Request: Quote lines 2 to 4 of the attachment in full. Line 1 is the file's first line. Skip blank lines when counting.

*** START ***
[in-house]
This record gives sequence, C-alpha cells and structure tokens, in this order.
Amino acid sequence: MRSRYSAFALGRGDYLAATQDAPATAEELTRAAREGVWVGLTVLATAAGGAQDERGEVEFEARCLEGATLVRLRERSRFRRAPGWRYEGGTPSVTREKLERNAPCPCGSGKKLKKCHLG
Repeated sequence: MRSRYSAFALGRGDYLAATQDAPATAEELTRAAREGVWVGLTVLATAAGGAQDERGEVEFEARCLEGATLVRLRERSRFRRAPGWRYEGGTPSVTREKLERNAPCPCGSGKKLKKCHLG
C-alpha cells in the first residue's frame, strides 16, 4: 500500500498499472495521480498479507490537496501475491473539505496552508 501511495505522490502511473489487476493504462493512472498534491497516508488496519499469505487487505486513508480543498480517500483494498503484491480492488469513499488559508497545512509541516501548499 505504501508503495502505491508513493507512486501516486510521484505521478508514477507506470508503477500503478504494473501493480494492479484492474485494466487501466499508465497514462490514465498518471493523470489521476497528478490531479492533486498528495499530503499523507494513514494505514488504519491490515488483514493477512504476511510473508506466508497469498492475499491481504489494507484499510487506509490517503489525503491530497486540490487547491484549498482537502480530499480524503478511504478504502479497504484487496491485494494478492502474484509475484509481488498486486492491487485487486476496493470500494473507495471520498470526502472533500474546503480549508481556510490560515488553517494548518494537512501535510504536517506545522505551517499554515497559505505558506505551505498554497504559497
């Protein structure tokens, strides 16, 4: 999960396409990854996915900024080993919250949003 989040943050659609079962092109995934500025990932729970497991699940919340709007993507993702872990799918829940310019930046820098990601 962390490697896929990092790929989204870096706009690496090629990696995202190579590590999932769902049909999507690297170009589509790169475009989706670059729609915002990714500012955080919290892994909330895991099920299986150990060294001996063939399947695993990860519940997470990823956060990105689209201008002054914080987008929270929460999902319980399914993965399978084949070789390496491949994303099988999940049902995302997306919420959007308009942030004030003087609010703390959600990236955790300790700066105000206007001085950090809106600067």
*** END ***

This record gives sequence, C-alpha cells and structure tokens, in this order.
Amino acid sequence: MRSRYSAFALGRGDYLAATQDAPATAEELTRAAREGVWVGLTVLATAAGGAQDERGEVEFEARCLEGATLVRLRERSRFRRAPGWRYEGGTPSVTREKLERNAPCPCGSGKKLKKCHLG
Repeated sequence: MRSRYSAFALGRGDYLAATQDAPATAEELTRAAREGVWVGLTVLATAAGGAQDERGEVEFEARCLEGATLVRLRERSRFRRAPGWRYEGGTPSVTREKLERNAPCPCGSGKKLKKCHLG